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[QUOTE] From Fan-Yi Lam, Comic Market: How the World’s Biggest Amateur Comic Fair Shaped Japanese Dōjinshi Culture, p243

Upon the appearance of Web 2.0 sites like YouTube or DeviantART (and especially their explicitly Japanese counterparts NicoNico Dōga and Pixiv) one might think that Comic Market as a physical and costly event would suffer from losing its monopoly on being the center of Japanese fan art. But once again Comike was the beneficiary of a new fan praxis: attendance reached new heights in 2007 (well over 500,000 people), a year without any outstandingly popular property to attract new visitors. It seems that dōjinshi circles are not switching entirely to the Internet but rather are using it as an informational and marketing platform for themselves and their creations, spreading the knowledge of and fascination with Comic Market to new spheres. The best example of this phenomenon is the already-mentioned Tōhō Project, which became popular mostly through Web 2.0 outlets.

Fan-Yi Lam, Comic Market: How the World’s Biggest Amateur Comic Fair Shaped Japanese Dōjinshi Culture, p243 ift.tt/2b3bhsP

[QUOTE] From Lori Morimoto from the “Future of Fanworks” chat with fan studies authors, going on right now. Join in!

I think it’s more a convergence in the Jenkins sense; the fandoms have always been there, but there’s increased communication across borders – particularly on such visual forums as Tumblr, Pixiv, deviantArt, where a picture speaks a thousand words. Or seems to, anyway. There are fissures.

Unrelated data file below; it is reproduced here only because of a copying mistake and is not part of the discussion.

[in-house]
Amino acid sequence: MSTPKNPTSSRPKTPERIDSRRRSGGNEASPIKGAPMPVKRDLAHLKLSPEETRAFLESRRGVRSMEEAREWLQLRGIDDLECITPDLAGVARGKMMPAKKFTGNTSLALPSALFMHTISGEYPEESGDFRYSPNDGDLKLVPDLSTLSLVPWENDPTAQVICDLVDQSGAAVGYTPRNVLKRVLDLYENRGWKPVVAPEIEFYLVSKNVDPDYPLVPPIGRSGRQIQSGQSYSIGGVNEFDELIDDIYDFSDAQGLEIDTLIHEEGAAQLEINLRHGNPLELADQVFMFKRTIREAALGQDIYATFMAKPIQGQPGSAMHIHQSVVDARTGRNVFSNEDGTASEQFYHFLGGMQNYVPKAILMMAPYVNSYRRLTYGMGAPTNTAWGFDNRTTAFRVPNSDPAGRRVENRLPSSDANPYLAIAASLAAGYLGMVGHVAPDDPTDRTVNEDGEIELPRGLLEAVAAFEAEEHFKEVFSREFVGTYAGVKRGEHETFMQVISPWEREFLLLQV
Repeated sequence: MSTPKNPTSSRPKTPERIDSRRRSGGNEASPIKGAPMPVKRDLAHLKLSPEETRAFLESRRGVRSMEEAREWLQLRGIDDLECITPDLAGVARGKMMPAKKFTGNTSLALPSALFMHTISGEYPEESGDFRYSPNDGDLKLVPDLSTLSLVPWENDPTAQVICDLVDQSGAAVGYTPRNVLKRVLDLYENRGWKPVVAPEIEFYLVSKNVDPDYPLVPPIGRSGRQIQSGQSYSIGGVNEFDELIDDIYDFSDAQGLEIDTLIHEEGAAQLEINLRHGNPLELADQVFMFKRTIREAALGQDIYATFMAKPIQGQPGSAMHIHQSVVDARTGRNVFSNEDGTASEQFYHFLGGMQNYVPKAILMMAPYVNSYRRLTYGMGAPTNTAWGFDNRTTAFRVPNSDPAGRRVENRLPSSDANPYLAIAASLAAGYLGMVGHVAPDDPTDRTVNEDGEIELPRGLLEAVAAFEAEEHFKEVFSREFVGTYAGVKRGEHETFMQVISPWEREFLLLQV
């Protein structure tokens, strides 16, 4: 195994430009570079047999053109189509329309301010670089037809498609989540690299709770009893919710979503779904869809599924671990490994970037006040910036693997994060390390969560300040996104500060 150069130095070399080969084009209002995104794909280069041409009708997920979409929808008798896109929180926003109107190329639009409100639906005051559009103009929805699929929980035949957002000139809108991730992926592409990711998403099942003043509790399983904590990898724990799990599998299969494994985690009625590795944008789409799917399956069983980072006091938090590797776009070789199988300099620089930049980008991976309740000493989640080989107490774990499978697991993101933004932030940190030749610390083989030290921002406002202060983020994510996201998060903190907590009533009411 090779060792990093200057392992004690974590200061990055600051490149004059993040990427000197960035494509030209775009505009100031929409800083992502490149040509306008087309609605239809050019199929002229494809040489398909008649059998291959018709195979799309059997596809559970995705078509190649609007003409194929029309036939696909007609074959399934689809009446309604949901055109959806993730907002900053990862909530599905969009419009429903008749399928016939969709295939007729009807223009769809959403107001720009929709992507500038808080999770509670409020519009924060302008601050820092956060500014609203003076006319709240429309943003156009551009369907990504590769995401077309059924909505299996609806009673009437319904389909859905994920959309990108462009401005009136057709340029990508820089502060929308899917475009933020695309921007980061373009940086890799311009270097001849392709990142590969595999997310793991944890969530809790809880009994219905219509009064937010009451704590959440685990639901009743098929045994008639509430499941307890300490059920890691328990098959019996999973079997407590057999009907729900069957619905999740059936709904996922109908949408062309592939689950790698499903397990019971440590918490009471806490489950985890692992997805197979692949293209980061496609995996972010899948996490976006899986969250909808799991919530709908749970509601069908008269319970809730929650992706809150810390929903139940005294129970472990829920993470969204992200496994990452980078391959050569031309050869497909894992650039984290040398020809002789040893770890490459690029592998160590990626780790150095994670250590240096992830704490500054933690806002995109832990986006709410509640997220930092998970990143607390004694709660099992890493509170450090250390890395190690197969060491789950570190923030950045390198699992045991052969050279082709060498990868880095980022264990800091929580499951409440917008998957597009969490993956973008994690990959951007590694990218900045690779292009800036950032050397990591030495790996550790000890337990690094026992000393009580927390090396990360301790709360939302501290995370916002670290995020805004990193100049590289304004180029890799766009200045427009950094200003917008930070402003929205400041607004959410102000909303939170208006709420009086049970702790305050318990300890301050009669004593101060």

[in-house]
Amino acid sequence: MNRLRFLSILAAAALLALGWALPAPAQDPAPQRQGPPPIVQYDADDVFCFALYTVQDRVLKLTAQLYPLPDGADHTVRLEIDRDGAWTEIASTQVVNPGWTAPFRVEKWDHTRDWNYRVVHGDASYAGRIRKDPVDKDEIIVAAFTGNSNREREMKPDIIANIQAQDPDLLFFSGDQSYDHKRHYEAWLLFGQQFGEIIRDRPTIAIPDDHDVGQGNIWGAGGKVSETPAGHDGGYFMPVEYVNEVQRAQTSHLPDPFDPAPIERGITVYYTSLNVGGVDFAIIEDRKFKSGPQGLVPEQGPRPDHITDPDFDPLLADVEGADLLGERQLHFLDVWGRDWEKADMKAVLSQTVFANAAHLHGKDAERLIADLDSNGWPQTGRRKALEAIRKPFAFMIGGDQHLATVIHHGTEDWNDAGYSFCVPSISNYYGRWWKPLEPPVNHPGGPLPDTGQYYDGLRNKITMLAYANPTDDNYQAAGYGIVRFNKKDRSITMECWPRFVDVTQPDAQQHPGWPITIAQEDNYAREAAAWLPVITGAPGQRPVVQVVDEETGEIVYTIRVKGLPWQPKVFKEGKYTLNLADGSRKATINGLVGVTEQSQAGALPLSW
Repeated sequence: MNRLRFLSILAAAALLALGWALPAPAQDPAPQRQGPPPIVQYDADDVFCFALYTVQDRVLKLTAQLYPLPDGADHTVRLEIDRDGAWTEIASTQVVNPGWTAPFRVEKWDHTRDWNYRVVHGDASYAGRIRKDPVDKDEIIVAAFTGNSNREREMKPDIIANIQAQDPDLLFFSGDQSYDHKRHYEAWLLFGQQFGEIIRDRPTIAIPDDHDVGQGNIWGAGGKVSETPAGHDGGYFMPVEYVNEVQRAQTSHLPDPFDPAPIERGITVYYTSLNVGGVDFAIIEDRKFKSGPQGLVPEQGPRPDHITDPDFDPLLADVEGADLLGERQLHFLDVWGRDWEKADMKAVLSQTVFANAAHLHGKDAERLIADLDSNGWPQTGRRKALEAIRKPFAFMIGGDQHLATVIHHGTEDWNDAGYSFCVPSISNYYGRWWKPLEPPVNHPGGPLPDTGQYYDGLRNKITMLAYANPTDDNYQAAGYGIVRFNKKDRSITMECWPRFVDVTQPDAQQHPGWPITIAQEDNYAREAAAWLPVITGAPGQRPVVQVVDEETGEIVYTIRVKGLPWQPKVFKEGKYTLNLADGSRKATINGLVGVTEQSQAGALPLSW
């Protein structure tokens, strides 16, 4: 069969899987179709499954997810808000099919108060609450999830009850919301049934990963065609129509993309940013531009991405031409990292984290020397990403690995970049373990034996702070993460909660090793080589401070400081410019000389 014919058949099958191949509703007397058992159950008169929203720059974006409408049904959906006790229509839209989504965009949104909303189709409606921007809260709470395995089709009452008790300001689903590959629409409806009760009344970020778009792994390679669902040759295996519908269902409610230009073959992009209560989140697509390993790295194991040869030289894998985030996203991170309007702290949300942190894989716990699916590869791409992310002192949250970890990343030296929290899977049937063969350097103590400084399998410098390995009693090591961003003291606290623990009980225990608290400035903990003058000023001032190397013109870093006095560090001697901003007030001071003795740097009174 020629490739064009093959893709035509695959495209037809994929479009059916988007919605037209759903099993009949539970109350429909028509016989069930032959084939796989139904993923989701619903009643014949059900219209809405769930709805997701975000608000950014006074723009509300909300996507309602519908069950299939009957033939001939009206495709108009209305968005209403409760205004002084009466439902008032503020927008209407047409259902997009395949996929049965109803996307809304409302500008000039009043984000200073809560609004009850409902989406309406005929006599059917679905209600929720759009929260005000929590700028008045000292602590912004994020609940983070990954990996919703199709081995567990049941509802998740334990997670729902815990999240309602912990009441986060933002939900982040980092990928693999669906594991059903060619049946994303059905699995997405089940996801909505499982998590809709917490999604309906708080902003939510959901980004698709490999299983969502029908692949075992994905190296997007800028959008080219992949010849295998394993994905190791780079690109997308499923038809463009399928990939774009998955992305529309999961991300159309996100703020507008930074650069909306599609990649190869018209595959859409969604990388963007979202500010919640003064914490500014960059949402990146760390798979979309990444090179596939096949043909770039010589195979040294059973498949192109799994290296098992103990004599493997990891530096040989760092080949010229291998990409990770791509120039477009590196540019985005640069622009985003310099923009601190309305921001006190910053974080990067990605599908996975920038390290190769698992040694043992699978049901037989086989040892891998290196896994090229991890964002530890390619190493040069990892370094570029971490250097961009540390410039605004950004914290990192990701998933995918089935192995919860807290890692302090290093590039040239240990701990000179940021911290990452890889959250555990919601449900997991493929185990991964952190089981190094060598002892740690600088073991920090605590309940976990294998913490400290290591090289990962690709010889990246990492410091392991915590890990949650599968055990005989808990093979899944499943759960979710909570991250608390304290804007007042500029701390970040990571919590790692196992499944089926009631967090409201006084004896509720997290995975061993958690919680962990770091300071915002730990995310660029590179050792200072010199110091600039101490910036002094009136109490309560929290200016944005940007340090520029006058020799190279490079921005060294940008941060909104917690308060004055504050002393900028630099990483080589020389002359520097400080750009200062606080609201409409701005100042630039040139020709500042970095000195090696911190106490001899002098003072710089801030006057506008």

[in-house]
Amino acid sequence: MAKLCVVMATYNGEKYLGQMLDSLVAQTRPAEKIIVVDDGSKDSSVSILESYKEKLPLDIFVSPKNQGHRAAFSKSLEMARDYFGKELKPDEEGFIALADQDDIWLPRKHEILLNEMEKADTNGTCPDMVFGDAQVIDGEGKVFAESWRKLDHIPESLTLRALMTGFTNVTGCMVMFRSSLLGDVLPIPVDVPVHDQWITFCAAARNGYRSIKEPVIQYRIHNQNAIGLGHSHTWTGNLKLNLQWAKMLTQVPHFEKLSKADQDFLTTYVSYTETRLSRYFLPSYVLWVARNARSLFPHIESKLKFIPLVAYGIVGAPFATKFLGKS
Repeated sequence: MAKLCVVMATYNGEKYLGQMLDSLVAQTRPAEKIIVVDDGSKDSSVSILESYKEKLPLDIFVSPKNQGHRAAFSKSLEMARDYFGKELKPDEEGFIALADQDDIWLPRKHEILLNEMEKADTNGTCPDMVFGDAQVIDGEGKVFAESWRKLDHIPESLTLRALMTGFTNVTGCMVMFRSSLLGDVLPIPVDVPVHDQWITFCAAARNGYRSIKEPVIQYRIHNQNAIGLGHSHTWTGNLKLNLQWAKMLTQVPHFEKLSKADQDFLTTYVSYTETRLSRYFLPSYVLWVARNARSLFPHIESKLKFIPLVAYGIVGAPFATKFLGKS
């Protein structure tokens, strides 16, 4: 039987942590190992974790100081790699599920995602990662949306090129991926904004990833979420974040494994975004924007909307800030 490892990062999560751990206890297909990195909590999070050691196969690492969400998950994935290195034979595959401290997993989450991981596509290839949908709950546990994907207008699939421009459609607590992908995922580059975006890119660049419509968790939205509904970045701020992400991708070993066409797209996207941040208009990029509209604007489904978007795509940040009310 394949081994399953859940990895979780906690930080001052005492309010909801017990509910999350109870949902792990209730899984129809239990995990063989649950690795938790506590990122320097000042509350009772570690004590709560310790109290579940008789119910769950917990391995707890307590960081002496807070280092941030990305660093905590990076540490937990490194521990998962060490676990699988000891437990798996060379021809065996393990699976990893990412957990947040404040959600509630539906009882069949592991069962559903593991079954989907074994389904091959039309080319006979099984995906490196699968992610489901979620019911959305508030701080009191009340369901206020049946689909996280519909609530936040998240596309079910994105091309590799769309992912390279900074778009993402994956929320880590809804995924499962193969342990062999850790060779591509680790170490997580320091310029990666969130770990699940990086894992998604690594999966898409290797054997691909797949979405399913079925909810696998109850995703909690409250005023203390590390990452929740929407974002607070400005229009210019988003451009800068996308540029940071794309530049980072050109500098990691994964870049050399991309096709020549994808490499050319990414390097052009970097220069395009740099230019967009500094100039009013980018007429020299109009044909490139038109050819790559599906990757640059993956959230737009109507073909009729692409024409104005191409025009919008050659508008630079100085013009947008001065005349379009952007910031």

[META] Fan Art Law at Comic-Con (by deviantart)

Fan Art Law at Comic-Con (by deviantart)

From a review of the video by Boing Boing:

Here’s an hour-long presentation on copyright law and fan art from San Diego ComicCon 2012, presented by a lawyer from DeviantArt who once worked as a copyright enforcer for Paramount. It’s a pretty good overview, though — predictably enough — the presenter waits until quite late to talk about fair use and other public rights in copyright, generally downplaying them and omitting the de minimis exemption to copyright (the idea that it’s not infringement if you take a small enough piece, for reasons that are separate from fair use) altogether.

During the Q&A, he also mischaracterizes SOPA and PIPA as having been concerned with “mass-scale” infringement (the laws allowed for censorship if there was a single link to a website that infringed), but makes up for it somewhat by plugging EFF, Public Knowledge and other public interest groups.